Description: Two hundred twenty individuals participated in the present study from a university population. The study examined the relationship among attachment styles to caregivers, relationship with God, depressive symptomology, and depressive experiences. Attachment theorists have suggested a connection between childhood attachment to caregivers and current attachment to God through the idea that individuals have "working models" that form how they interpret present relationships. For the most part, the results of the current study supported the idea of correspondence between attachment to caregiver and attachment to God. Individual attachment styles to caregivers matched their attachment style to God. However, when caregiver religiousness was included as a moderating variable, results supported the theory of combined compensation-correspondence for those with insecure attachments to caregivers. Individuals with insecure attachment to caregivers were more likely to compensate for their insecure attachment bonds through participation in religious activity, whereas their internal, private relationship with God corresponded with their previous insecure attachment bonds. Individuals with insecure attachment to caregivers were more likely to endorse symptoms of depression and report introjective, but not anaclitic, depressive experiences. With respect to attachment to God, introjective depressive experiences were positively related to both anxious and avoidant attachments, whereas, anaclitic depressive experiences were ...
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The Relationship of Responses to Geometric Designs to Inferiority Feelings and Certain Personality Variables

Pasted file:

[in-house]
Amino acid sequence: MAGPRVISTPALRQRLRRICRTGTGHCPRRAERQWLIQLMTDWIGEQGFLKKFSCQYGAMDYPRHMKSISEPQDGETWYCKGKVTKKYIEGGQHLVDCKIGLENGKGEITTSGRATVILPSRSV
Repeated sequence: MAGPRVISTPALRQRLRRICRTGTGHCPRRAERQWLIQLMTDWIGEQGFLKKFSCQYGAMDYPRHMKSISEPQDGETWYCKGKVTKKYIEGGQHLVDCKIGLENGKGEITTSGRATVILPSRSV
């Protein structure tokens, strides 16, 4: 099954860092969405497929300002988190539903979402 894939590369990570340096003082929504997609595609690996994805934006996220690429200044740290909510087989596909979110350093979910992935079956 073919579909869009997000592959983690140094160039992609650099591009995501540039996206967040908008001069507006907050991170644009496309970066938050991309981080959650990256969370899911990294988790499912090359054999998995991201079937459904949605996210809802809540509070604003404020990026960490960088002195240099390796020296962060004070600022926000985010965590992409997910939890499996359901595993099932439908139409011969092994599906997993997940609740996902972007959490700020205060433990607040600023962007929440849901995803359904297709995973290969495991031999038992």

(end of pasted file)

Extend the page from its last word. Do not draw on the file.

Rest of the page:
The Relationship of Responses to Geometric Designs to Inferiority Feelings and Certain Personality Variables

Date: January 1967
Creator: Martin, John Daniel
Description: The present investigation was initiated in order to determine the relationship of responses to geometric designs to inferiority feelings and certain personality variables. The major problem was divided into the following sub-problems: 1. What is the relationship of responses to geometric designs to selected clinical scales on the Minnesota Multiphasic Personality Inventory? (MMPI). 2. What is the relationship of responses to geometric designs to selected personality variables on the Edwards Personal Preference Schedule? (EPPS). 3. What is the relationship of responses to geometric designs to selected personality characteristics on the Guilford-Zimmerman Temperament Survey? (G-Z).
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Identifying Changes in Resilience during Rehabilitation from a Spinal Cord Injury

Identifying Changes in Resilience during Rehabilitation from a Spinal Cord Injury

Date: May 2008
Creator: White, Brian Dale
Description: The study purposes were to identify changes in resilience, satisfaction with life (SWL), depression, spirituality, and functional independence (FI) and to examine the relationship between these variables, during the inpatient rehabilitation for a spinal cord injury (SCI). The sample included 42 individuals with a SCI, 33 males and 9 females, who were inpatients with a mean stay of 52 days (SD = 15.78). A repeated measures design was employed with questionnaires completed at three times during rehabilitation. Results indicated that there were significant changes in depression, satisfaction with life, spirituality, and FI during inpatient rehabilitation. Findings also indicated significant correlations between resilience, SWL, spirituality, and depression. Future studies developing interventions, and examining factors that predict resilience could help build resilience and may improve rehabilitation outcomes.
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Comparison of Change in MMPI Performance Following Indoklon and Electroconvulsive Therapy

Comparison of Change in MMPI Performance Following Indoklon and Electroconvulsive Therapy

Date: June 1967
Creator: Taylor, Davis W.
Description: This thesis is a comparison of the change in MMPI performance following indoklon and electroconvulsive therapy.